Man of Seasons
JOHN RYLKO WAS MANY THINGS TO MANY people. He was the embodiment of charm, athleticism, and talent. So great my father’s achievements, versatile his talents, and enduring his courage, that his light filled the room. People heard about his Olympic medals and the citations for bravery in World War II. They knew the stories of the Polish soldier who escaped the Nazis and saved those who suffered with him. And they idolized his work as a master sculptor. In churches throughout Europe, Canada, and America, his name adorns massive angels and saints chiseled from chunks of wood and stone. To the outside world, he was irresistible.
My father was a Gemini, born under the sign of the twins, good and kind and mean and moody, religious and self-righteous. He had two careers, a skier in the winter and a sculptor in the summer. He cheated on my mother. He was hard as hammers on us, but he also exhibited fragile, almost delicate qualities, a duality that always kept us guessing. People loved him. At five-foot-seven, he seemed so rooted to the ground that the very earth seemed to hold him up higher than the rest of us. When he spoke, his audience leaned into him, bathing in the golden haze of his stories, as if hobnobbing with a hero could redeem their gray and unchallenged lives, as if some part of his charm might rub off on them like lint on a black wool suit.
Clearly, he gathered adoration from friends and acquaintances, but as his family, we never really knew him, not then anyway, not when we lived under the same roof, recycling his war stories.
My father was a hero. We experienced his nostalgia and memories daily even though we were insulated by thousands of miles and more than a dozen years from World War II. By the time John F. Kennedy ran for president, we owned our first television set and Chubby Checkers had invented a new dance called the Twist. For Rick and me, the accounts of Dachau and starvation and torture were from another world. In our world, we threw snowballs, built tree houses, and traipsed through the woods in our Daniel Boone hats. Still, the war became a solid part of our lives, a habit-forming companion at dinner or bedtime, slipping into casual conversation.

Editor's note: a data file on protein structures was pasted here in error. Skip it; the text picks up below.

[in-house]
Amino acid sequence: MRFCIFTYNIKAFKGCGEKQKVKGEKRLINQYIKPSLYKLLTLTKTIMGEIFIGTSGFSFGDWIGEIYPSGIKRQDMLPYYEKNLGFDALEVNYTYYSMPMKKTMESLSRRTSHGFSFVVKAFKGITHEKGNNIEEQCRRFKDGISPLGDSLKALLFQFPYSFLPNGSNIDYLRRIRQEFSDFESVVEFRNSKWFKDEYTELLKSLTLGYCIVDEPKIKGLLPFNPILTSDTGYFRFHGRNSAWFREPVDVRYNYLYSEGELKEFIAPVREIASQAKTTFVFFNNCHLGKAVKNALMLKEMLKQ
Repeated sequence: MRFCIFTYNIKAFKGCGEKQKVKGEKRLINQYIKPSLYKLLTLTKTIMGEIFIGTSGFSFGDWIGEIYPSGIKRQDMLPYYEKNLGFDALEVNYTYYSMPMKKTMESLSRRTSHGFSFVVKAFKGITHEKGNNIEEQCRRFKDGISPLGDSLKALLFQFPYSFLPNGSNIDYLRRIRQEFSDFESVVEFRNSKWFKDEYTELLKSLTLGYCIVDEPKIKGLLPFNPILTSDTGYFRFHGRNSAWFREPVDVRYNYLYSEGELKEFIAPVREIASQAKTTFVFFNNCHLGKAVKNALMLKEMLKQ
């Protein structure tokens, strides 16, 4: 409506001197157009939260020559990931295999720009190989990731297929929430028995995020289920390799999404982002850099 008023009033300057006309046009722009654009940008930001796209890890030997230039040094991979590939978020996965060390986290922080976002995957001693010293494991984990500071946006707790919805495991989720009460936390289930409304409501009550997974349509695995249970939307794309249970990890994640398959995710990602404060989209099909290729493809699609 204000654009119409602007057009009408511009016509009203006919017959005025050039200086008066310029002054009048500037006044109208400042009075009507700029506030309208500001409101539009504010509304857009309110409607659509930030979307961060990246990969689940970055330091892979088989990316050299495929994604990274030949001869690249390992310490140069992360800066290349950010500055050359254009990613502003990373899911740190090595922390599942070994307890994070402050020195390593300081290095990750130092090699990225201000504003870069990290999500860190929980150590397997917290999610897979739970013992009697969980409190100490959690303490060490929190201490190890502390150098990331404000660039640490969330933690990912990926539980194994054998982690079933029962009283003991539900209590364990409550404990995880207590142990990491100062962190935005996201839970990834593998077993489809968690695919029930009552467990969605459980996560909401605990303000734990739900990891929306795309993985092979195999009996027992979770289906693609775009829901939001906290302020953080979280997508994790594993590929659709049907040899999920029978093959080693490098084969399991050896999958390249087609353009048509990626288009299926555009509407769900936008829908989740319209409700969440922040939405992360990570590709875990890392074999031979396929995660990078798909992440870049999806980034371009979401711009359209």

“How’d you get that scar on your chin, Daddy?” referring to the three-inch scar underscoring his lower lip.
Dad rested his arms on the table. His shirtsleeves always rolled to the elbows, exposed lean forearms massing into his Popeye the Sailor muscles. “Gestapo. With a rifle, they knocked out my teeth. Bashed me in the face.” He touched the scar. “I lost three teeth in front. Spit them out of my mouth. Drink your milk.” Folding his hands in front of his face, blocking the scar, he stared at his food. His hands were wide and solid, suited to the squarely rooted body of a five-foot-seven inch athlete, but he had the long perfect fingers of a priest, except they were strong and not delicate.
I reached for my milk. “How come you have teeth now, Daddy?”
“The Polish army made me new false teeth. The Germans, they were butchers.”
Rick and I hardly noticed our food, transfixed by the superhero at the head of the table, until my mother intervened. Without looking up from her plate she said, “John, not now, not at the table.”
“Eat.” My father brandished his fork at us. “And be glad that you have food and drink.”
We processed one more unfinished story without a beginning or an end, filling in the blanks with our own imaginations.
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